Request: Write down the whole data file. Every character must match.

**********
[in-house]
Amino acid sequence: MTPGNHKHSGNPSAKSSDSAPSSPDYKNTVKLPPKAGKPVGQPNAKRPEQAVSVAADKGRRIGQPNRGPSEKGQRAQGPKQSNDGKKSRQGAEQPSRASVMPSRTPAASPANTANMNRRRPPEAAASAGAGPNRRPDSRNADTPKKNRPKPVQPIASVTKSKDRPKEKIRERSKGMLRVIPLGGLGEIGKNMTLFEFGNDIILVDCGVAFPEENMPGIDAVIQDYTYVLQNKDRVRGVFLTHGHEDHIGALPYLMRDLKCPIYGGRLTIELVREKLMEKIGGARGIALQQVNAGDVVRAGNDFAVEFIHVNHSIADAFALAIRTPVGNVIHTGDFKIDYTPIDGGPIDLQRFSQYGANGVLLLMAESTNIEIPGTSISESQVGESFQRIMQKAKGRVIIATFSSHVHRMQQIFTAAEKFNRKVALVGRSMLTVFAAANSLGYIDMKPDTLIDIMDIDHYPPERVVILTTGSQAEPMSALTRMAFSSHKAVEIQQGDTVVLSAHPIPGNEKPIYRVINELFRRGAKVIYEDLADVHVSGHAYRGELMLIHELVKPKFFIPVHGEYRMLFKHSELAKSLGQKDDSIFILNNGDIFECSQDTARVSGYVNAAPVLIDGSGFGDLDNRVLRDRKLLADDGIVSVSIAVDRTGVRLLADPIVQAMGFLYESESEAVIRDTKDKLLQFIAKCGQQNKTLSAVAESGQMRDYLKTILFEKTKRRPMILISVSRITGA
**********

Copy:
[in-house]
Amino acid sequence: MTPGNHKHSGNPSAKSSDSAPSSPDYKNTVKLPPKAGKPVGQPNAKRPEQAVSVAADKGRRIGQPNRGPSEKGQRAQGPKQSNDGKKSRQGAEQPSRASVMPSRTPAASPANTANMNRRRPPEAAASAGAGPNRRPDSRNADTPKKNRPKPVQPIASVTKSKDRPKEKIRERSKGMLRVIPLGGLGEIGKNMTLFEFGNDIILVDCGVAFPEENMPGIDAVIQDYTYVLQNKDRVRGVFLTHGHEDHIGALPYLMRDLKCPIYGGRLTIELVREKLMEKIGGARGIALQQVNAGDVVRAGNDFAVEFIHVNHSIADAFALAIRTPVGNVIHTGDFKIDYTPIDGGPIDLQRFSQYGANGVLLLMAESTNIEIPGTSISESQVGESFQRIMQKAKGRVIIATFSSHVHRMQQIFTAAEKFNRKVALVGRSMLTVFAAANSLGYIDMKPDTLIDIMDIDHYPPERVVILTTGSQAEPMSALTRMAFSSHKAVEIQQGDTVVLSAHPIPGNEKPIYRVINELFRRGAKVIYEDLADVHVSGHAYRGELMLIHELVKPKFFIPVHGEYRMLFKHSELAKSLGQKDDSIFILNNGDIFECSQDTARVSGYVNAAPVLIDGSGFGDLDNRVLRDRKLLADDGIVSVSIAVDRTGVRLLADPIVQAMGFLYESESEAVIRDTKDKLLQFIAKCGQQNKTLSAVAESGQMRDYLKTILFEKTKRRPMILISVSRITGA